independence – self-determination – autonomy

Car Crash with Lozenges

It’s rare you see a speech so bad it should be career-ending. But that was what Theresa May ‘delivered’ today in so much as she delivered anything other a dose of phlegm and a textbook case in botched event planning.

The critics haven’t been kind.

Abi Wilkinson called it: “an appropriate end to a conference that has presented the Conservatives as desperate, flailing and intellectually bankrupt.”

Kate Maltby commented: “…you can’t promise “a more open, global Britain”, when you are still remembered as the architect of “Go Home” vans and the woman who referred to “citizens of nowhere”.

Tom Peck said: “Not for anything like the first time in recent years, the satirist is reduced to transcriber.”

As the set around her started falling apart you half expected the main stage to creak and the backdrop wall to fall on her like a Buster Keaton film set-piece or Boris to arrive on stage in a Clown Car. Some have been absurdly kind and continued to look at what she actually said in policy terms as she laid out her vision of the ‘British Dream’.

The trouble is that’s dire to.

On Housing

A post-speech briefing revealed £2bn will lead to just 25k affordable homes over five years. To put that in some perspective that’s half as many as the Scottish Government is building.

Joe Beswick from NEF commented:

This speech was trailed as the start of a new council housebuilding revolution. Instead, the Prime Minister flattered to deceive. All we got was a bit of extra cash for existing programmes which are failing to deliver the housing people need. If the Prime Minister were serious about addressing the housing crisis, she would be giving real power to local authorities and housing associations so they can work with communities to build the homes they need. That means lifting the borrowing cap on building, and allowing councils to retain right-to-buy receipts to build homes. Otherwise we are stuck in the same broken model where the homes built are unaffordable to most.”

“The lack of joined-up thinking on housing is stark. While the Prime Minister promises to fix our broken housing market, her government is committed to selling the very public land which would make this possible. That has to change. The public land sale must be brought to a halt, and surplus public land used for affordable homes. Public land must be used for the public good. The expansion of Help to Buy will only inflate house prices, and will mainly benefit those who already relatively well off. [2] And £2.3billion is still allocated to build Starter Homes, which are not accessible to those on low, or even middle, incomes. This is not how to address the crisis.”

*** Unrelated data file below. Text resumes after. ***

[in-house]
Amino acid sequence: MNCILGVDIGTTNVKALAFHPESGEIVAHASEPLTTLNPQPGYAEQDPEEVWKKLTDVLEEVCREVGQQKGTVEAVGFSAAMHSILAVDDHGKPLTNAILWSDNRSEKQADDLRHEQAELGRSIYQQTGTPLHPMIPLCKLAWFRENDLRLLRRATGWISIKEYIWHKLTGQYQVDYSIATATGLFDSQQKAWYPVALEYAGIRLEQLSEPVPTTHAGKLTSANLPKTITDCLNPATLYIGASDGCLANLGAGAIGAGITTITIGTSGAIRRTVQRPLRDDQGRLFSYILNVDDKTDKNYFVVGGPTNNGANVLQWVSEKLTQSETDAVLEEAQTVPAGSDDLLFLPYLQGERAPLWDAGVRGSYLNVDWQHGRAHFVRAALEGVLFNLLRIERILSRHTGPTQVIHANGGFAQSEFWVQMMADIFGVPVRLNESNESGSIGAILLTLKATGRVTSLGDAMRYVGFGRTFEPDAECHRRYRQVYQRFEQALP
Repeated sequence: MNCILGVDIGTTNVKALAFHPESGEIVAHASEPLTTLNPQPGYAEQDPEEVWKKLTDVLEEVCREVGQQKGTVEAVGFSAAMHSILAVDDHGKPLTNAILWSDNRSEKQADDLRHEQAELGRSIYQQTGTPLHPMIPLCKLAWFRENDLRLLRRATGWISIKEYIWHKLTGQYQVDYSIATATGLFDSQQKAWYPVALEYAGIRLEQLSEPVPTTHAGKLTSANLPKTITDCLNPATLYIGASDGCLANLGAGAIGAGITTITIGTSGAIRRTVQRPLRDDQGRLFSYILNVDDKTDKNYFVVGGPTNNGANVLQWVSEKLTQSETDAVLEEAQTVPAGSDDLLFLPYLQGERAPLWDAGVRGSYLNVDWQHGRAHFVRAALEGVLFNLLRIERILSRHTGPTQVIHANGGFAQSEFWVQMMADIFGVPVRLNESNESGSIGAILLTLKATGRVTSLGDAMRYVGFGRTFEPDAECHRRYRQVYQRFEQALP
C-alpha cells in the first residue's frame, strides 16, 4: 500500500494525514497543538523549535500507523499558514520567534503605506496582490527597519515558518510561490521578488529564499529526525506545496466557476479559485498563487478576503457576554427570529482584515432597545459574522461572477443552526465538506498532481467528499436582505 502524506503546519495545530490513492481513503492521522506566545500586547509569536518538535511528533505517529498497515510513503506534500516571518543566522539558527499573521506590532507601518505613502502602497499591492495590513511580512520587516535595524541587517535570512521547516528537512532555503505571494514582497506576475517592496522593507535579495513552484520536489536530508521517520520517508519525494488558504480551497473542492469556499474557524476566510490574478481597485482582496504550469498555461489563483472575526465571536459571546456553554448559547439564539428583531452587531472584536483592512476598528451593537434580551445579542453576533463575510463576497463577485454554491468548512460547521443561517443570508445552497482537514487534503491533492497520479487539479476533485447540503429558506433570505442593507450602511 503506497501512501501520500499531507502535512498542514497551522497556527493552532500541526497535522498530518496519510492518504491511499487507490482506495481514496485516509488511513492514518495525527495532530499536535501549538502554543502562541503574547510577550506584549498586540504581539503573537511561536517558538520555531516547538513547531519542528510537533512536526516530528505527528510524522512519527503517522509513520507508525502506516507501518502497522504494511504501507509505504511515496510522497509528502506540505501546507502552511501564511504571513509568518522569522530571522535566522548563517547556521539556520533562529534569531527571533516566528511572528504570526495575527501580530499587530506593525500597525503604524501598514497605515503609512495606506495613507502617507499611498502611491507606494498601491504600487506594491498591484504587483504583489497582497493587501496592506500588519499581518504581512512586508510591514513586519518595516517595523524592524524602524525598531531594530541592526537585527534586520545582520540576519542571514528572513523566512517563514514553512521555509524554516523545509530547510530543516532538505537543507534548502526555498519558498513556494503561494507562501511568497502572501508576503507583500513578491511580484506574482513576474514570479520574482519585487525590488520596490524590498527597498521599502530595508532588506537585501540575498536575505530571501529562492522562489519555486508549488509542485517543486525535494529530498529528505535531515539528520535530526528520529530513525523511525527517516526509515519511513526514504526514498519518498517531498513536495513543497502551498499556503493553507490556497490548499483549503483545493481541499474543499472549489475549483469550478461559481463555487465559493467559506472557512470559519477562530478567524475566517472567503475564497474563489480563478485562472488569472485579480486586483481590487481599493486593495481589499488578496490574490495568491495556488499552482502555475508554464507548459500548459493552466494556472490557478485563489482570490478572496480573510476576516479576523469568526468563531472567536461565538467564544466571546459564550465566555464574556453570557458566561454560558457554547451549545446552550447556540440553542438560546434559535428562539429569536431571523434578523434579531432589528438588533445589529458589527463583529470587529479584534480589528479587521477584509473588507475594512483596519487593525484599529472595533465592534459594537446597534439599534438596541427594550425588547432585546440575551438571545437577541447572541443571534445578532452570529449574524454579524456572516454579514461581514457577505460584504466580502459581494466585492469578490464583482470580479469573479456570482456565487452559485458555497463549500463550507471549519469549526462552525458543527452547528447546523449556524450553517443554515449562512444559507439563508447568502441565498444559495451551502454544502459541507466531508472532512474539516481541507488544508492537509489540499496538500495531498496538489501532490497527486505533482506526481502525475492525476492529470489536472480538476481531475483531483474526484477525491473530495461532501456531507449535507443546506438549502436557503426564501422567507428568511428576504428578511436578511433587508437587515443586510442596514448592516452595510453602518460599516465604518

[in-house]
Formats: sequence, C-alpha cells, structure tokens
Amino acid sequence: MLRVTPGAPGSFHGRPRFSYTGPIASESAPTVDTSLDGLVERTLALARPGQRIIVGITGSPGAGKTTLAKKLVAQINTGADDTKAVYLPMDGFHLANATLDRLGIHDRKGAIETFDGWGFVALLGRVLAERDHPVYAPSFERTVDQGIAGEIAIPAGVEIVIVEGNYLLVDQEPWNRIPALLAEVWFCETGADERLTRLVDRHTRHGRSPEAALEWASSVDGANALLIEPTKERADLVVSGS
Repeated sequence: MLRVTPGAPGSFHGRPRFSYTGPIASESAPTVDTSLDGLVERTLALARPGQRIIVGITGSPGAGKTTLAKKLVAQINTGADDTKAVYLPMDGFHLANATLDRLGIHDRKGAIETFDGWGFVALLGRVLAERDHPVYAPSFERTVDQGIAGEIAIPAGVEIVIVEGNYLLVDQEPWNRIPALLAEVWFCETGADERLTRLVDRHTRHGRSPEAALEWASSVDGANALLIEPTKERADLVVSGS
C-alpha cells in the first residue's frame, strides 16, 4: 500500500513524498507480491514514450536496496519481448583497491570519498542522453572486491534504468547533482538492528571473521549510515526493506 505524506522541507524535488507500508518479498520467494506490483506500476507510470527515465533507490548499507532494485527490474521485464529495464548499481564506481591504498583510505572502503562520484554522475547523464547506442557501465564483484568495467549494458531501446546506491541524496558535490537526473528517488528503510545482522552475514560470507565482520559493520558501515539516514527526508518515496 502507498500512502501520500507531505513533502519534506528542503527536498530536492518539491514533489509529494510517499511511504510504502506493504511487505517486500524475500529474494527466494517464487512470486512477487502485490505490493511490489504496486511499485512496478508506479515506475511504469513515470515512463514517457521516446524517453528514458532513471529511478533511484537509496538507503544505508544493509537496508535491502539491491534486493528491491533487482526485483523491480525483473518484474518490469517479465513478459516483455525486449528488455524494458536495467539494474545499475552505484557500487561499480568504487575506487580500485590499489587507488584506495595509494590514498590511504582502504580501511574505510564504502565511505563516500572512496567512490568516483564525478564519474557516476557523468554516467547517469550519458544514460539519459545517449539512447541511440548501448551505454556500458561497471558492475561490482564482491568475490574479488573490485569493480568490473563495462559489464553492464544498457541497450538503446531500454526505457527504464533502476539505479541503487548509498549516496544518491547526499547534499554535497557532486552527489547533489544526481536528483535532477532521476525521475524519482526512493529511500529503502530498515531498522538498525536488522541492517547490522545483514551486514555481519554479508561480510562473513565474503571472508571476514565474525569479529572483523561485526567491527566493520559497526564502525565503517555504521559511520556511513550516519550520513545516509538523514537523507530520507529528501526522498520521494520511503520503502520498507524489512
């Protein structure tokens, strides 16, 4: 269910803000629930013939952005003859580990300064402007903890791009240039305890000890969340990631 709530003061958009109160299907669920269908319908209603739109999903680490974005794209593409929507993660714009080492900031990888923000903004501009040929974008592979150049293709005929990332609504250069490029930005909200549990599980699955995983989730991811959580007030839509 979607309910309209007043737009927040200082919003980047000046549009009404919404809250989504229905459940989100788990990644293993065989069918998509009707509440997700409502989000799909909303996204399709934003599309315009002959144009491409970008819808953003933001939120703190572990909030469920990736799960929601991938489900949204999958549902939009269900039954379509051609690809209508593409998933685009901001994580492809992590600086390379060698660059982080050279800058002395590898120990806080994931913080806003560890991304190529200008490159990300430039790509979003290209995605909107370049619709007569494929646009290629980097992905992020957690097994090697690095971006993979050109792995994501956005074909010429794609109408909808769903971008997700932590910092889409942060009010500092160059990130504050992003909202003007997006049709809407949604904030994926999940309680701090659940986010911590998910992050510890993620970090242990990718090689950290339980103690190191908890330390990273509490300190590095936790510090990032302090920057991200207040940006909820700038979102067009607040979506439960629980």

Women

Sophie Walker from the Women’s Equality Party wrote:

“Theresa May’s difficult speech today reminded us that she is doing what women do all over the country – the jobs that men don’t want. She is standing on a cliff edge, flanked by men who think the job she is doing is too difficult now but ready to push her off once the time is right.

It’s particularly disappointing then, to hear a speech from this female leader that fails entirely to understand or tackle the structural inequalities that hold all women back. While an energy price cap and five thousand new homes a year are welcome, they will not compensate for the gutting of social infrastructure that has taken place under the Conservatives. They will not tackle the things that make energy bills and housing less affordable for women.

We know that 86 percent of cuts since 2010 have fallen on women. And it is a scandal that this government allows a handful of men to siphon off billions of pounds from the public purse in tax evasion and avoidance, while all around us women are opening their wallets to repay the national debt.

Rather than correct this, Theresa May is pushing ahead with Universal Credit, a policy that has dire and specific consequences for women, who make up the majority of single parents that will be more than £2,000 a year worse off. She is pushing ahead with the heartless “rape clause” which imposes a two-child limit on universal credit recipients unless a woman can prove she has been raped.”

Toast

On Scotland the Prime Minister just sounded slightly desperate coughing up that the second referendum had been ‘denied’, offering no explanation why or how or in what universe that could possibly be true. It was simply a footnote nod to her grinning proxy.

 

Maybot is toast.

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4 Comments

  • Derek 3 weeks ago

    *that’s dire too

    Reply
  • James Mills 3 weeks ago

    Sorry Mike but the reference to Buster Keaton was ill-used ; Keaton was a master of comedy and comic timing – this was a Whitehall Theatre farce of the Brian Rix variety ( one for the older readers ! )
    It also highlighted the complete incompetence of the Tory Party and their claim to be the party of security ( and keeping out those damned foreigners )- they couldn’t keep out a comedian with a P45 and then couldn’t eject him before he drew Bojo and Co. into the farce . Hilarious stuff – except that we are the butt of the joke as these tossers are running the country ( into the ground ? )
    And we have the prospect of Rees-Mogg or Bojo or ( don’t laugh ) Col. Davidson waiting in the wings to take over . Poor us !

    Reply
    • Sheila 3 weeks ago

      All to true

      Reply
  • douglas clark 3 weeks ago

    The problem is that what we really, really need is an election outwith the Tory party. Much as I agree with you about her ineptitude who would replace her? The three clowns are perhaps beyond satire but they are the likeliest contenders. Not one of them is a credible leader.

    Reply

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